The companies can, however, convene an extraordinary general meeting (EGM) to consider the NCLAT ruling, and shareholders can still take a decision of not restoring his directorship.
Pawan Kumar Vijay, a partner at Corporate Law Professionals, has a similar view. “The decision to revoke his directorship from the board of these three companies was taken in an EGM and ratified by majority of the shareholders; it is unclear how the decision can be reversed now. It will be now up to the apex court to adjudicate whether the NCLAT order prevails or shareholder rights and board processes are supreme.”
However, not all agree. Ramesh Vaidyanathan, a partner at Advaya Legal, argued that Mistry’s removal as a director cannot be looked upon in isolation. “The act of his removal as Tata Sons’ chairman has been viewed as oppressive, so the circumstances which prevailed in his subsequent removal from three companies cannot be ignored. It was a continuous and cumulative action as the NCLAT order was preceded by an act of oppression. Mere compliance with shareholder approval may not be correct,” said Vaidyanathan.
Corporate lawyer H.P. Ranina said that the NCLAT order is very clear that the four-week pause to restoring Mistry as chairman applies to only Tata Sons and not for other companies. “Supreme Court has to adjudicate no party can take a unilateral call,” he said.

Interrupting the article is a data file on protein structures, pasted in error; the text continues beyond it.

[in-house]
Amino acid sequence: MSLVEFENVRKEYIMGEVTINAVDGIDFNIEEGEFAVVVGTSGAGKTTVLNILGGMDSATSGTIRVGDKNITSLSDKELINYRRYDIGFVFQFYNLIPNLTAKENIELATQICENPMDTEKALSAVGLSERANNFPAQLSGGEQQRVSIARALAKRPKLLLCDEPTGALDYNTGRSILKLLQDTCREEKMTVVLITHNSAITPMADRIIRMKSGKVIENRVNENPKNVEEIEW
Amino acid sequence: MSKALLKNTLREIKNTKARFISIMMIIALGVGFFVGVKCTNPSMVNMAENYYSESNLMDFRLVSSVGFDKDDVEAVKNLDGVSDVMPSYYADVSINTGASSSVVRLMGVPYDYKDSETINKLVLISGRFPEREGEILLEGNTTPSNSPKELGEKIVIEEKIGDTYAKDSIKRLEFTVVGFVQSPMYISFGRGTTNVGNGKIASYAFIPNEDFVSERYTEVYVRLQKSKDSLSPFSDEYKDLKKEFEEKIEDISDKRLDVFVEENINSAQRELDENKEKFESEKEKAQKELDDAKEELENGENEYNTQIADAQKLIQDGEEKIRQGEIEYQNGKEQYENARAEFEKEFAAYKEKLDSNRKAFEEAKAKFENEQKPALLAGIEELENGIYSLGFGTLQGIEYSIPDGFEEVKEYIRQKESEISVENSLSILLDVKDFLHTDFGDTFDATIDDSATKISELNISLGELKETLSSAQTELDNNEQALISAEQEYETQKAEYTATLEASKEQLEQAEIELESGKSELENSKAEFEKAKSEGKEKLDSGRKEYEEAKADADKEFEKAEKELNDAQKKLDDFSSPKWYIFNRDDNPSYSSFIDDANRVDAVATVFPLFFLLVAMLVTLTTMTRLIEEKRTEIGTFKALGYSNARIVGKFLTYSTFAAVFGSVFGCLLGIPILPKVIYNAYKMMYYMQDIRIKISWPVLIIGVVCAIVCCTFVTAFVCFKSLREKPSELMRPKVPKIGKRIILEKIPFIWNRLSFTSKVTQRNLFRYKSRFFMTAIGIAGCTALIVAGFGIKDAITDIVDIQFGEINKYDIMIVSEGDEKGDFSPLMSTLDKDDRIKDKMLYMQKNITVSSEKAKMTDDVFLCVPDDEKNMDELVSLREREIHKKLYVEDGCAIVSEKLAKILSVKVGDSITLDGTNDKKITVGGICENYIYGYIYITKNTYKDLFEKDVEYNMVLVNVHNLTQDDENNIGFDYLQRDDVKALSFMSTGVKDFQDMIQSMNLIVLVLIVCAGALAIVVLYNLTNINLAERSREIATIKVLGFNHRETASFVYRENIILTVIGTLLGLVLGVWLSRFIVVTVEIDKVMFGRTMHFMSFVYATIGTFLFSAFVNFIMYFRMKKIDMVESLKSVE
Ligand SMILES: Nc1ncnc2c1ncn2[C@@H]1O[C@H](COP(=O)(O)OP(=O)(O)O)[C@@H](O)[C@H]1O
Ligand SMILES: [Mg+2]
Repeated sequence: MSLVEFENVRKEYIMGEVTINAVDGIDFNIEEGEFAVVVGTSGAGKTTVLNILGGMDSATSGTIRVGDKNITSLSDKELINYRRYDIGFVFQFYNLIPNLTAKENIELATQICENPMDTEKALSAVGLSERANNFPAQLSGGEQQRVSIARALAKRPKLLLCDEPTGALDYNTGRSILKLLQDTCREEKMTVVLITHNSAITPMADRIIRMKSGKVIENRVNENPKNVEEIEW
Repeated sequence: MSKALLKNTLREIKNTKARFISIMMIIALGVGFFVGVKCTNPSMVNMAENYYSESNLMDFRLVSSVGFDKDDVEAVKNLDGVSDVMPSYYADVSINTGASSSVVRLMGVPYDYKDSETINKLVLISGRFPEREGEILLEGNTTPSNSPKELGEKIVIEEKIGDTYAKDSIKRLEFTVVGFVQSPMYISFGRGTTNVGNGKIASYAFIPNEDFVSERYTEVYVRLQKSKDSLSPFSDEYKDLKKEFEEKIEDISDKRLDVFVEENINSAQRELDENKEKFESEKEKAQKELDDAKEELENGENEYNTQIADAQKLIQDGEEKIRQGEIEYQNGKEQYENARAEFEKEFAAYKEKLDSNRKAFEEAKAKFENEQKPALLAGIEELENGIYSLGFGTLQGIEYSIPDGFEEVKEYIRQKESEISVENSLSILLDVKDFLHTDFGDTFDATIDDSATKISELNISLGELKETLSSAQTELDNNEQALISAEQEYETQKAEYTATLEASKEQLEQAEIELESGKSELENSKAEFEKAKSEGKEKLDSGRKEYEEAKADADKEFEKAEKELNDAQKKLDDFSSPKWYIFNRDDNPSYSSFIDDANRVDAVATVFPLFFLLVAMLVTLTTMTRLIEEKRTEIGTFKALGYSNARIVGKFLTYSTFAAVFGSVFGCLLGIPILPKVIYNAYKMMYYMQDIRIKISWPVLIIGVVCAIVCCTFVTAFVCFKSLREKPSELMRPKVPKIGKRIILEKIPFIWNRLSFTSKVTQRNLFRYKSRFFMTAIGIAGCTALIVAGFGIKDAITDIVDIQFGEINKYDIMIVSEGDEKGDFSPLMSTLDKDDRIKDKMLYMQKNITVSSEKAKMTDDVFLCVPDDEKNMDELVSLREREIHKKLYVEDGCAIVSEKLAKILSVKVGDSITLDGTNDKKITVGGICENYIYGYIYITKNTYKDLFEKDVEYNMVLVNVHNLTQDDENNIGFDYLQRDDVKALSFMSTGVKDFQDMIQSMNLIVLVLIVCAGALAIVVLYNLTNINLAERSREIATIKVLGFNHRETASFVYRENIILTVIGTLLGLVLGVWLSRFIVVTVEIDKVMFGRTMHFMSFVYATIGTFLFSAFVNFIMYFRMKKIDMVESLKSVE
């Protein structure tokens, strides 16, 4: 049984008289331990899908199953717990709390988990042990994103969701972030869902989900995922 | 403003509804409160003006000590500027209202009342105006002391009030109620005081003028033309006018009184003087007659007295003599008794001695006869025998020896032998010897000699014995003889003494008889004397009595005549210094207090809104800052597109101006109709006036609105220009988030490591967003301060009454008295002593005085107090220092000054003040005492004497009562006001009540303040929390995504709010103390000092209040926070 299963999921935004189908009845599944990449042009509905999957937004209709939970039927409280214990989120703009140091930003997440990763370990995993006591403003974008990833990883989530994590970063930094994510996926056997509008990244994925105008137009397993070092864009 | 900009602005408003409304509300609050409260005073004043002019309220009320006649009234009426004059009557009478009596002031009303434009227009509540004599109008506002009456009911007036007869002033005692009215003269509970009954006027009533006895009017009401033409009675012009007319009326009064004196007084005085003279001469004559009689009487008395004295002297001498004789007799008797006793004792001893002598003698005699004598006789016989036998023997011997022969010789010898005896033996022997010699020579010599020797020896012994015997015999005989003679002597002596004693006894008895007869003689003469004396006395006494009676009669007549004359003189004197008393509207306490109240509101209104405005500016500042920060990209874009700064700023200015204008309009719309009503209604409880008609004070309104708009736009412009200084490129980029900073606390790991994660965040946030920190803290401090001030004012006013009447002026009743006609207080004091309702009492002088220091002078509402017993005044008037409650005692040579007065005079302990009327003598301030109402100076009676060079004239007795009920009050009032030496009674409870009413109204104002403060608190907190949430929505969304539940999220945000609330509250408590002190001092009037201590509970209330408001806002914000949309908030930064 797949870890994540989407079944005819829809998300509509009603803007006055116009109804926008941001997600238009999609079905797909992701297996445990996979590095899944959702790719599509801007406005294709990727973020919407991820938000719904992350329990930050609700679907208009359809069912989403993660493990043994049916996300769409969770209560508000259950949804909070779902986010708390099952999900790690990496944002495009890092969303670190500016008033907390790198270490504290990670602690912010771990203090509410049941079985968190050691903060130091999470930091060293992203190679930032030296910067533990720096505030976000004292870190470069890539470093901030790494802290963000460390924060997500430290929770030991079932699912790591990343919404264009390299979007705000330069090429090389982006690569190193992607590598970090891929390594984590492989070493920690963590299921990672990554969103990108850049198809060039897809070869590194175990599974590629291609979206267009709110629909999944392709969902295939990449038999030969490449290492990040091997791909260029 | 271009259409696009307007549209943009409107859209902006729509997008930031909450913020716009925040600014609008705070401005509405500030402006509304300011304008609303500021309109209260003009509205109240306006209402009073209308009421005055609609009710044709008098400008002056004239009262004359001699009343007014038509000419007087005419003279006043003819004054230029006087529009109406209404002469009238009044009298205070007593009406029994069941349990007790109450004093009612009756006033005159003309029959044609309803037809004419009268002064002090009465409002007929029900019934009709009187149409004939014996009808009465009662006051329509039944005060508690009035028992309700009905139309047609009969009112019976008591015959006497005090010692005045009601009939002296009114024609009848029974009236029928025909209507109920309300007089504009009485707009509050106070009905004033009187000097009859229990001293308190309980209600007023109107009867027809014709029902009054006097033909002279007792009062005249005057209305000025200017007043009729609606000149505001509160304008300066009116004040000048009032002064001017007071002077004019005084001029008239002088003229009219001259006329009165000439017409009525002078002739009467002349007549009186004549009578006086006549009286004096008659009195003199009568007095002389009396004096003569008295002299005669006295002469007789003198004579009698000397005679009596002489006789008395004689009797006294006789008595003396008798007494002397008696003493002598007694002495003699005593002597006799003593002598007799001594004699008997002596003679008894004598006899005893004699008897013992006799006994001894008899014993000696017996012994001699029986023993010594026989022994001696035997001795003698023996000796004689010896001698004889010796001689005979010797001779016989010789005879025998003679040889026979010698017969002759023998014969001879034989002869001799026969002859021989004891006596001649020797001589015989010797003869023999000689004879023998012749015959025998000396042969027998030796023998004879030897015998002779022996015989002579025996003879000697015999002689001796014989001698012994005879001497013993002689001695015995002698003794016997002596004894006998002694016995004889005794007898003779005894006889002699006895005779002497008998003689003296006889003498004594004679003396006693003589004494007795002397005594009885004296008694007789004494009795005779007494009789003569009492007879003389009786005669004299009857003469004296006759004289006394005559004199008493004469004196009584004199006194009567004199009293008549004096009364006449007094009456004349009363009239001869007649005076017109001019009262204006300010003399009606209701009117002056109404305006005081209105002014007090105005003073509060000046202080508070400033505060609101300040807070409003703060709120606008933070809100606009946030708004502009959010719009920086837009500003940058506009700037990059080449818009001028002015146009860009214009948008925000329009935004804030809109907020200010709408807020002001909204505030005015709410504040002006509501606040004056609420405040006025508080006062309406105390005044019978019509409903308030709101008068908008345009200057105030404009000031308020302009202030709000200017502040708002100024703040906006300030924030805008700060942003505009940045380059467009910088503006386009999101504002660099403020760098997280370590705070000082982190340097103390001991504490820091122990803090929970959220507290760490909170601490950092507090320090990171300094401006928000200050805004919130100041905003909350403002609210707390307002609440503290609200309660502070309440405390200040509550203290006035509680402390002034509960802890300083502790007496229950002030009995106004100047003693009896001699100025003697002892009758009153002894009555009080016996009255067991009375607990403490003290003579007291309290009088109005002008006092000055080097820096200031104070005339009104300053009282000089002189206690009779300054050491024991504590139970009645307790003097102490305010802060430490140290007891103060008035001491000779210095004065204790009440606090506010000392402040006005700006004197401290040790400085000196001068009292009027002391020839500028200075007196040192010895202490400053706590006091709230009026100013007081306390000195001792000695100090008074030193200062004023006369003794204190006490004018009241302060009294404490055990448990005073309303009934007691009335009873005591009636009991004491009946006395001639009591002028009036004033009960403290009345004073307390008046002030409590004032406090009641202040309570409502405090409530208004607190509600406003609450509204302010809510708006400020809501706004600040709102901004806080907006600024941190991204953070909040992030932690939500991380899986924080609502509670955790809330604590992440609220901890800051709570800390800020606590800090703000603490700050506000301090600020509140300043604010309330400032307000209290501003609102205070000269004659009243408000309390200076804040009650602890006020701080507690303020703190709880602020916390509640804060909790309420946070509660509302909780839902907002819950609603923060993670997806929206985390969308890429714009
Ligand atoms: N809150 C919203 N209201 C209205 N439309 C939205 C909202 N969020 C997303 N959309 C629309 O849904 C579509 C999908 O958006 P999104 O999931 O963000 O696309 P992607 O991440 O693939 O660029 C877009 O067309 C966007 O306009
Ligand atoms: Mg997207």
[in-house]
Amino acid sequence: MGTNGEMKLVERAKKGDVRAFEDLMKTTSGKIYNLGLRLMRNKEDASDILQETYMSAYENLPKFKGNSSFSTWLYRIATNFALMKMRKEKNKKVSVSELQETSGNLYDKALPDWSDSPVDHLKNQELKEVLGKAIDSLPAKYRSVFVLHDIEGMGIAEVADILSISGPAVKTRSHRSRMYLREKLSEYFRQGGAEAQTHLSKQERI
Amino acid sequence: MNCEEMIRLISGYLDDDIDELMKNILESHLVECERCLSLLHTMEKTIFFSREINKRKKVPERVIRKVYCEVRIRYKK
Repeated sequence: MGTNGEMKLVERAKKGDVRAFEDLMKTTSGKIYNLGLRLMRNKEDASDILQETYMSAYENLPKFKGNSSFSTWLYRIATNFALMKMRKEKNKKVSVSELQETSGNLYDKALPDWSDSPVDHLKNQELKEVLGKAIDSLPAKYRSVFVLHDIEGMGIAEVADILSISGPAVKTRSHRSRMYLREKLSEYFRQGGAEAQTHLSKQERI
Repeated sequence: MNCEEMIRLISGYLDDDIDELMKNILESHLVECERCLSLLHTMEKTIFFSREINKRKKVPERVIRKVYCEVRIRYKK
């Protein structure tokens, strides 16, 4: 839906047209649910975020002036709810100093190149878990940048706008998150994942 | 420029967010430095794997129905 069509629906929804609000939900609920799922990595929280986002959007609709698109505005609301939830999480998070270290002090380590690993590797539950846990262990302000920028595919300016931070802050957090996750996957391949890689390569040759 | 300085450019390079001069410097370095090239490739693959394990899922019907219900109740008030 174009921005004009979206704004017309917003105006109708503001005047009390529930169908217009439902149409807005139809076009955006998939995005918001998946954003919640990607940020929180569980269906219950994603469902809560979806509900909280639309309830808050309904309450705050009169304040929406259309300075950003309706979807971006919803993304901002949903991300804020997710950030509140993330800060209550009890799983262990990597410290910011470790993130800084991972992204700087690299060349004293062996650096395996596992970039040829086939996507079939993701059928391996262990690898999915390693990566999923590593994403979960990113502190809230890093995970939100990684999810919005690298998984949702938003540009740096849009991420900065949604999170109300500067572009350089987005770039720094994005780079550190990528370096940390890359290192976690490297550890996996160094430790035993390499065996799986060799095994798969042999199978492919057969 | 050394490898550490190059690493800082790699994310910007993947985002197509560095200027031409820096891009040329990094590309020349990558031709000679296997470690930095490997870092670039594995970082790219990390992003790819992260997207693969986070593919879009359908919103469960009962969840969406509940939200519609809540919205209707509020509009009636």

The second concern that stems from the NCLAT ruling is whether the decisions taken by Chandrasekaran as chairman of Tata Sons since February 2017 also stand invalidated, considering that his appointment has been termed illegal.
However, the Companies Act 2013 provides protection against this. Defects in appointment of directors do not invalidate actions taken. Section 176 of Companies Act says, “No act done by a person as a director shall be deemed to be invalid, notwithstanding that it was subsequently noticed that his appointment was invalid by reason of any defect or disqualification or had terminated by virtue of any provision contained in this Act or in the articles of the company”.
The order also throws up concerns over affirmative rights granted to Tata Trusts in Tata Sons, particularly with respect to section 75 of its Articles of Association (AoA). NCLAT held it to be oppressive. The section gave Tata Sons the power to ask shareholders to sell their holdings by passing a special resolution. The Mistry family firms—Cyrus Investments Pvt. Ltd and Sterling Investments Pvt. Ltd—own 18.4% of ordinary shares in Tata Sons. In case, the Tata Sons board decides to invoke Article 75, the Mistry family will be unable to stymie it because 25% shareholding support is needed to block a special resolution.
“NCLAT has not struck down the section but cautioned against any misuse. So, such power can be exercised only in exceptional circumstances and in the interest of the company, even before that the reasons should be recorded in writing and intimated to the concerned shareholders,” said Vaidyanathan.